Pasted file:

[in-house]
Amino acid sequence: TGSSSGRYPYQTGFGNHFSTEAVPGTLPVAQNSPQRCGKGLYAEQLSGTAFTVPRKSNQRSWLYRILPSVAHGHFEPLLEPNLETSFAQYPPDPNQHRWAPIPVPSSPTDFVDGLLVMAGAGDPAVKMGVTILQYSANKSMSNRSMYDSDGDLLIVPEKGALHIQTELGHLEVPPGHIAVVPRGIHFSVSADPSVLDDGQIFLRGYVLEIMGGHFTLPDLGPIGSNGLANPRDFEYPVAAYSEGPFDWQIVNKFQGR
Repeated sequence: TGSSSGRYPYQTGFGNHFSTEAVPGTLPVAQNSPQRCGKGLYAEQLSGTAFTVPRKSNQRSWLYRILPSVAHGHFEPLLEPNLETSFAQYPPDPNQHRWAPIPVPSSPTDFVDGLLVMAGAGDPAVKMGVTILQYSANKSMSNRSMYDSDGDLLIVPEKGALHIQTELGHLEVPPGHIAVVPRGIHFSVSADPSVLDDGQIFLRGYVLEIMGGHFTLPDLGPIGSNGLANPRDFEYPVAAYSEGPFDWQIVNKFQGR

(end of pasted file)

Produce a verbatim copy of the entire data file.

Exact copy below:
[in-house]
Amino acid sequence: TGSSSGRYPYQTGFGNHFSTEAVPGTLPVAQNSPQRCGKGLYAEQLSGTAFTVPRKSNQRSWLYRILPSVAHGHFEPLLEPNLETSFAQYPPDPNQHRWAPIPVPSSPTDFVDGLLVMAGAGDPAVKMGVTILQYSANKSMSNRSMYDSDGDLLIVPEKGALHIQTELGHLEVPPGHIAVVPRGIHFSVSADPSVLDDGQIFLRGYVLEIMGGHFTLPDLGPIGSNGLANPRDFEYPVAAYSEGPFDWQIVNKFQGR
Repeated sequence: TGSSSGRYPYQTGFGNHFSTEAVPGTLPVAQNSPQRCGKGLYAEQLSGTAFTVPRKSNQRSWLYRILPSVAHGHFEPLLEPNLETSFAQYPPDPNQHRWAPIPVPSSPTDFVDGLLVMAGAGDPAVKMGVTILQYSANKSMSNRSMYDSDGDLLIVPEKGALHIQTELGHLEVPPGHIAVVPRGIHFSVSADPSVLDDGQIFLRGYVLEIMGGHFTLPDLGPIGSNGLANPRDFEYPVAAYSEGPFDWQIVNKFQGR